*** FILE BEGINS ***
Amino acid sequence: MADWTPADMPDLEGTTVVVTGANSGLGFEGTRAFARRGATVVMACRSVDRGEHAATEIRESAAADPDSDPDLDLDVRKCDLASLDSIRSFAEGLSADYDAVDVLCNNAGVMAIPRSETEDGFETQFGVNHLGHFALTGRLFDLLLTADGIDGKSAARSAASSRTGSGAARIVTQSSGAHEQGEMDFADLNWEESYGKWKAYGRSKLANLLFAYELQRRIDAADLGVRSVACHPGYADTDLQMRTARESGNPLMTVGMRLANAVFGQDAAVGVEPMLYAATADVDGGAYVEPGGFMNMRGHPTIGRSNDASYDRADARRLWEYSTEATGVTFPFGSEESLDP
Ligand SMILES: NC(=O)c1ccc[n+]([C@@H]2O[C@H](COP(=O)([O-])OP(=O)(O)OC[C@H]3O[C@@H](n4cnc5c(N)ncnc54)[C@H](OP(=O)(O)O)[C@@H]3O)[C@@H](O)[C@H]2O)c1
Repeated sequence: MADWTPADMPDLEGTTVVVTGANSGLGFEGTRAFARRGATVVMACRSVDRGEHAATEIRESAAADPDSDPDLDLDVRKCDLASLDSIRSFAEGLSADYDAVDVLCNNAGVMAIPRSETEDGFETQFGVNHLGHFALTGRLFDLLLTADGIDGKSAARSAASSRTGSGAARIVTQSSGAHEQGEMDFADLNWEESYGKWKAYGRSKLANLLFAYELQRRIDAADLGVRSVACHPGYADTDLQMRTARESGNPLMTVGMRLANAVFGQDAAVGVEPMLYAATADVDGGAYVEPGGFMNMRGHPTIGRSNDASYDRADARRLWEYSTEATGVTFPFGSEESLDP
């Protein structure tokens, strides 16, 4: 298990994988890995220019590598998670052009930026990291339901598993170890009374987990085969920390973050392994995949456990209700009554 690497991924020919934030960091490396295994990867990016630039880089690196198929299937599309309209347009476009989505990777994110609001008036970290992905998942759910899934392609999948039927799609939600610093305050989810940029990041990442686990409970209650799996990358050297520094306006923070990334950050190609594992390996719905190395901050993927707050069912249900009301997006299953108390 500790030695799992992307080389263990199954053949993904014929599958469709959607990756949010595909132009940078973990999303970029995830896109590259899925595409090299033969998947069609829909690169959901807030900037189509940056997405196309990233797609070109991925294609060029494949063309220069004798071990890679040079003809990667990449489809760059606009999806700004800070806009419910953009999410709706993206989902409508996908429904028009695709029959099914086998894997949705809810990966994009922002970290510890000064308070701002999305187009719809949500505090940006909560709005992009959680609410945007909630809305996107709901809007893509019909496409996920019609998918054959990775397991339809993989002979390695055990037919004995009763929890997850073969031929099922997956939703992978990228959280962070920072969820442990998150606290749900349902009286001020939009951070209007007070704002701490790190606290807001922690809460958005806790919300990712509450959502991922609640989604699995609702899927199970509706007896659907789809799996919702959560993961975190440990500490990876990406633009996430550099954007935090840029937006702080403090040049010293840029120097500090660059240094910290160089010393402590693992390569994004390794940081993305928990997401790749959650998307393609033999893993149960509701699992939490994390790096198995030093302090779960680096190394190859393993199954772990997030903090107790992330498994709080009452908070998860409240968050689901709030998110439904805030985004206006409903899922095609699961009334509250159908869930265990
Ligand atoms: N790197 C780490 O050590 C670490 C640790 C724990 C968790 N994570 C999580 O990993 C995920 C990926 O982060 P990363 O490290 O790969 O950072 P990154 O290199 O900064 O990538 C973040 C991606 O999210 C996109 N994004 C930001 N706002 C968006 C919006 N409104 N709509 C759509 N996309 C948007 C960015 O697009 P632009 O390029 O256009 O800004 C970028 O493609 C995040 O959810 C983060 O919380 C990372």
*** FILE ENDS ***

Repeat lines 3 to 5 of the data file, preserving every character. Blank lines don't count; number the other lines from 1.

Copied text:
Repeated sequence: MADWTPADMPDLEGTTVVVTGANSGLGFEGTRAFARRGATVVMACRSVDRGEHAATEIRESAAADPDSDPDLDLDVRKCDLASLDSIRSFAEGLSADYDAVDVLCNNAGVMAIPRSETEDGFETQFGVNHLGHFALTGRLFDLLLTADGIDGKSAARSAASSRTGSGAARIVTQSSGAHEQGEMDFADLNWEESYGKWKAYGRSKLANLLFAYELQRRIDAADLGVRSVACHPGYADTDLQMRTARESGNPLMTVGMRLANAVFGQDAAVGVEPMLYAATADVDGGAYVEPGGFMNMRGHPTIGRSNDASYDRADARRLWEYSTEATGVTFPFGSEESLDP
């Protein structure tokens, strides 16, 4: 298990994988890995220019590598998670052009930026990291339901598993170890009374987990085969920390973050392994995949456990209700009554 690497991924020919934030960091490396295994990867990016630039880089690196198929299937599309309209347009476009989505990777994110609001008036970290992905998942759910899934392609999948039927799609939600610093305050989810940029990041990442686990409970209650799996990358050297520094306006923070990334950050190609594992390996719905190395901050993927707050069912249900009301997006299953108390 500790030695799992992307080389263990199954053949993904014929599958469709959607990756949010595909132009940078973990999303970029995830896109590259899925595409090299033969998947069609829909690169959901807030900037189509940056997405196309990233797609070109991925294609060029494949063309220069004798071990890679040079003809990667990449489809760059606009999806700004800070806009419910953009999410709706993206989902409508996908429904028009695709029959099914086998894997949705809810990966994009922002970290510890000064308070701002999305187009719809949500505090940006909560709005992009959680609410945007909630809305996107709901809007893509019909496409996920019609998918054959990775397991339809993989002979390695055990037919004995009763929890997850073969031929099922997956939703992978990228959280962070920072969820442990998150606290749900349902009286001020939009951070209007007070704002701490790190606290807001922690809460958005806790919300990712509450959502991922609640989604699995609702899927199970509706007896659907789809799996919702959560993961975190440990500490990876990406633009996430550099954007935090840029937006702080403090040049010293840029120097500090660059240094910290160089010393402590693992390569994004390794940081993305928990997401790749959650998307393609033999893993149960509701699992939490994390790096198995030093302090779960680096190394190859393993199954772990997030903090107790992330498994709080009452908070998860409240968050689901709030998110439904805030985004206006409903899922095609699961009334509250159908869930265990
Ligand atoms: N790197 C780490 O050590 C670490 C640790 C724990 C968790 N994570 C999580 O990993 C995920 C990926 O982060 P990363 O490290 O790969 O950072 P990154 O290199 O900064 O990538 C973040 C991606 O999210 C996109 N994004 C930001 N706002 C968006 C919006 N409104 N709509 C759509 N996309 C948007 C960015 O697009 P632009 O390029 O256009 O800004 C970028 O493609 C995040 O959810 C983060 O919380 C990372």